Caterpillar fungi (Cordyceps) are rare parasites found on hibernating caterpillars in the mountains of Tibet. For centuries they have been highly prized as a traditional Chinese medicine - just a small amount can fetch hundreds of pounds.
Scientists at The University of Nottingham have been studying how this fungus could work by studying cordycepin, one of the drugs found in these mushrooms. They have already discovered that cordycepin has potential as a cancer drug. Their new work indicates that it could also have anti-inflammatory characteristics with the potential to help sufferers of asthma, rheumatoid arthritis, renal failure and stroke damage.
The research, published today in the academic journal RNA, was led by Dr Cornelia de Moor in the School of Pharmacy. It shows that cordycepin reduces inflammatory gene products in airway smooth muscle cells – the cells that contract during an asthma attack.
Several studies have suggested that cordycepin could be an effective drug for a variety of conditions, including cancer, stroke, kidney damage and inflammatory lung disease but until now it was unclear how cordycepin could bring about so many different beneficial effects at the cellular level.
Dr de Moor said: "We have shown that cordycepin reduces the expression of inflammatory genes in airway smooth muscle cells by acting on the final step in the synthesis of their messenger RNAs (mRNAs) which carry the chemical blueprint for the synthesis of proteins. This process is called polyadenylation. Commonly used anti-inflammatory drugs either work much earlier in the activation of inflammatory genes, such as prednisone, or work on one of the final products of the inflammatory reaction (e.g. ibuprofen).These findings indicate that cordycepin acts by a completely different mechanism than currently used anti-inflammatory drugs, making it a potential drug for patients in which these drugs don't work well.
"However, it is a surprise that cordycepin does not affect the synthesis of mRNAs from other genes, because nearly all mRNAs require polyadenylation."
Dr de Moor's research suggests that this is because inflammatory genes can be very rapidly induced and that cordycepin has its many and varied effects by altering the synthesis of other classes of rapidly induced genes as well. If this is true if could be said that cordycepin slows down the rapid cellular responses to tissue damage and may work by preventing the over-activation of these responses which are associated with conditions such as asthma, rheumatoid arthritis, renal failure, cancer and stroke damage.
However, it also indicates that cordycepin could have adverse effects on normal wound healing and on the natural defences against infectious diseases.
Dr de Moor said: "We are hoping to further investigate which genes are more dependent on polyadenylation than others and why this is the case, as well as test the effect of cordycepin on animal models of disease. Clinical testing of cordycepin is not in our immediate plans, as we think we first have to understand this drug in more detail before we can risk treating patients with it."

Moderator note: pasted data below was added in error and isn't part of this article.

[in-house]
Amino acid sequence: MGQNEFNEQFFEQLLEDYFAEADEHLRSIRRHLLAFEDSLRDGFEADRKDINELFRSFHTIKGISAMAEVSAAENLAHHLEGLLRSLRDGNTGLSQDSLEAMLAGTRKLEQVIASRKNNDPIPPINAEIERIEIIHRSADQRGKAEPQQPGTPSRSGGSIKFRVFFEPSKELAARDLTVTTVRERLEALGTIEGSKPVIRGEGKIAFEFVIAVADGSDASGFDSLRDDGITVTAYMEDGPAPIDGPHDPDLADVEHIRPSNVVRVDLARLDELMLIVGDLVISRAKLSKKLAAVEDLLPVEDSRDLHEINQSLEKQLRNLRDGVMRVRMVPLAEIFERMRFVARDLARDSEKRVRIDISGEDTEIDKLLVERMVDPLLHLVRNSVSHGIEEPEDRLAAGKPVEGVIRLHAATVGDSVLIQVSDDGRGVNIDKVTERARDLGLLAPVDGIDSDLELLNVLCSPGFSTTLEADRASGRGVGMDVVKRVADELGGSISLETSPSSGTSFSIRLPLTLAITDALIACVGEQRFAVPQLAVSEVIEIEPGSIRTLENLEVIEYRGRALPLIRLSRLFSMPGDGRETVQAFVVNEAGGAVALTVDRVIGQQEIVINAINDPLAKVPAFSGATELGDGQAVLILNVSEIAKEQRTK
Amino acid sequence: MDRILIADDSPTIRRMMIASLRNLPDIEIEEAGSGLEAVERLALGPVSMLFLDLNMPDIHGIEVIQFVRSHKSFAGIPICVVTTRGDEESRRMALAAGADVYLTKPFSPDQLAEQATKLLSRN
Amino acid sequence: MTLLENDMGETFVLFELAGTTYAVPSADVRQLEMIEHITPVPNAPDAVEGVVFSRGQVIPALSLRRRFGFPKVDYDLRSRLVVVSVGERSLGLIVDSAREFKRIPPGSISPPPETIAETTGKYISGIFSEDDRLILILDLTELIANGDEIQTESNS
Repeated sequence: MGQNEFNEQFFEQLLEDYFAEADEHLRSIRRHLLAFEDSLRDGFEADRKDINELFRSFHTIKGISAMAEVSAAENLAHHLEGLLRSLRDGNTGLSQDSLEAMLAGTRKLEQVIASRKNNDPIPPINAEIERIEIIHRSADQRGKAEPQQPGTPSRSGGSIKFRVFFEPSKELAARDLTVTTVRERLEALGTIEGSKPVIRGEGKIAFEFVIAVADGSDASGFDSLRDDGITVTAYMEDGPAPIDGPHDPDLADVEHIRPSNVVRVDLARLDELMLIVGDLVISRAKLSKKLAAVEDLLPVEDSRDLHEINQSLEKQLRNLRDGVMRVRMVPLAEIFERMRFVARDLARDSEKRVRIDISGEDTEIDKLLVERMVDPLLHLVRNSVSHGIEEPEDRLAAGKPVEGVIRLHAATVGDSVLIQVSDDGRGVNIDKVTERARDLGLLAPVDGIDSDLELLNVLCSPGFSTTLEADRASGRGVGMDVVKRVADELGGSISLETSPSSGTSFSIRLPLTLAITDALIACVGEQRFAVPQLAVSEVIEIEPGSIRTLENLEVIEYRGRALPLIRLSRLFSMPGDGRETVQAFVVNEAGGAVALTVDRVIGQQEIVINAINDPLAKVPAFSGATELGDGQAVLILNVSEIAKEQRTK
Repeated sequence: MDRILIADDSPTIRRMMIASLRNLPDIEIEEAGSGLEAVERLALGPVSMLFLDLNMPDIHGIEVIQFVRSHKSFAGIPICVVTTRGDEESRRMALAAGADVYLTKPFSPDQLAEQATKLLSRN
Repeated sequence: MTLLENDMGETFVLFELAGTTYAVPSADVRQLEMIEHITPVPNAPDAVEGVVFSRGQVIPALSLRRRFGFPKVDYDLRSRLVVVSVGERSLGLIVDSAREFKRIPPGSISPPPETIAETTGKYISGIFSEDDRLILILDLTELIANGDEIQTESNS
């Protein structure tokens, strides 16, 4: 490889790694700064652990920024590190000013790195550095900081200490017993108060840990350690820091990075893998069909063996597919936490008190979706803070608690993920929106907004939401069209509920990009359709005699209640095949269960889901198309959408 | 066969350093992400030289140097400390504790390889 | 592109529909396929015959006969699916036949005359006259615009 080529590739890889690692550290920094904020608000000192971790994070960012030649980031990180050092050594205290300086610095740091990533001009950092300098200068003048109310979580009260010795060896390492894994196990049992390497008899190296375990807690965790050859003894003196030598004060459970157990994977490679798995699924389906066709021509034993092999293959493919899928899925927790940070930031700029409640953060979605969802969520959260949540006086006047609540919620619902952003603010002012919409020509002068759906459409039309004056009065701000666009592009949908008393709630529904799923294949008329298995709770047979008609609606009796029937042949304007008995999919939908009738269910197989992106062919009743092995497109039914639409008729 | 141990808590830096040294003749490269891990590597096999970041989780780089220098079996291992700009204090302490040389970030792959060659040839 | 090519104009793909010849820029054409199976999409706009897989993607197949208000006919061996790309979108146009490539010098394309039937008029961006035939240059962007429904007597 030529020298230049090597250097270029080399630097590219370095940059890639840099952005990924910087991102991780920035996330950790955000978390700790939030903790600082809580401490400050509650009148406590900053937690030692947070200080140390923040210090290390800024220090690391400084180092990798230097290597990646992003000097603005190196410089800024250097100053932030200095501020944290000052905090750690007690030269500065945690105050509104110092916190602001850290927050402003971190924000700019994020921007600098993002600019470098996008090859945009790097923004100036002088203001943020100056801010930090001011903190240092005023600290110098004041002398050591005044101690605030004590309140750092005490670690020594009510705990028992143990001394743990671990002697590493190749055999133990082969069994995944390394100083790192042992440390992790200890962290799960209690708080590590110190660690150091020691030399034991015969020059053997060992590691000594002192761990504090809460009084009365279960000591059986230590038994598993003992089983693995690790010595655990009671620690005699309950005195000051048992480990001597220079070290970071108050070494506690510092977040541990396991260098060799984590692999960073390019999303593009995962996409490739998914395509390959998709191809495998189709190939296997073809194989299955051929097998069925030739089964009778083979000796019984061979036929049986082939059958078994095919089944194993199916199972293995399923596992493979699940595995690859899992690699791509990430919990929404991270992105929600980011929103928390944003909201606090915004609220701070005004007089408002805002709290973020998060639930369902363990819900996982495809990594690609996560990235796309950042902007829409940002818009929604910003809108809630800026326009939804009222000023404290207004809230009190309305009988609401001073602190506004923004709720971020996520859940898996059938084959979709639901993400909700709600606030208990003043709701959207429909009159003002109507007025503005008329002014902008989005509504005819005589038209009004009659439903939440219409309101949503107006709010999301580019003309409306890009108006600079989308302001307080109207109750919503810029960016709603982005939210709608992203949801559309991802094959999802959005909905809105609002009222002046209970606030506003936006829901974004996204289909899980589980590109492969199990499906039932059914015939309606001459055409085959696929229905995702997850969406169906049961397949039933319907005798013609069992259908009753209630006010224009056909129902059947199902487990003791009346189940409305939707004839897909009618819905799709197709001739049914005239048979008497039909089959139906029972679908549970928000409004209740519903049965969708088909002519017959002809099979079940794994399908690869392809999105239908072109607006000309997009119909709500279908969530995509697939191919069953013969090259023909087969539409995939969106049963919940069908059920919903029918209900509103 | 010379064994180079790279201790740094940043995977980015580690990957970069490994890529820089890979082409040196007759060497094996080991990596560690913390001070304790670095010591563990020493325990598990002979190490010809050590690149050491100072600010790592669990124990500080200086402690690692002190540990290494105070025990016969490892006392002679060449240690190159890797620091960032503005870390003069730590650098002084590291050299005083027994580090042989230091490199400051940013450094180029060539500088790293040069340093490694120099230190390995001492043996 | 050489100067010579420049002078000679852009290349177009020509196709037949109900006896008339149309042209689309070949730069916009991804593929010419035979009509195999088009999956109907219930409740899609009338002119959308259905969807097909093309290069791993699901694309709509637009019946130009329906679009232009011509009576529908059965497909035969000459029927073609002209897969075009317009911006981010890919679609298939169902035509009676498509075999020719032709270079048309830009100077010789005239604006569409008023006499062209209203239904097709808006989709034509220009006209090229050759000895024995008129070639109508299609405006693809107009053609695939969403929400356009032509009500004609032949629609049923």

University of Nottingham: http://www.nottingham.ac.uk
This press release was posted to serve as a topic for discussion. Please comment below. We try our best to only post press releases that are associated with peer reviewed scientific literature. Critical discussions of the research are appreciated. If you need help finding a link to the original article, please contact us on twitter or via e-mail.
Free-living songbirds show increased stress hormone levels when nesting under white street lights. But different light spectra may have different physiological effects as this study finds, suggesting that using street lights with specific colour spectra may mitigate effects of light pollution on wildlife
Scientists identify the condition aphantasia, in which people cannot create images in their head
The dust in our homes contains an average of 9,000 different types of fungi and bacteria, a study suggests.
A mosquito can bear up to 23 times its total body weight on each leg, which is crucial for landing on water – the insect's secret is way it stands
Tropical species with smaller geographical ranges are more likely to die out in a warming climate than those that can adapt by ‘invading’ new regions
Most people think of bacteria as germs, signs of filth, or unwanted bringers of disease. Slowly, that view …
The gloomy octopuses crowded at Jervis Bay, Australia, appear to spit and throw debris such as shell at each other in what could be an intentional use of weapons
Therapies based on hormones that make us more trusting enhance our natural placebo effect – a finding that could alter the way clinical trials are conducted
The blind, hairless babies born recently at Washington D.C.'s National Zoo are completely dependent on their mothers—who can sometimes accidentally crush them.
The poop-hoarding insects have an amazingly advanced internal GPS that allows them to navigate by day or night.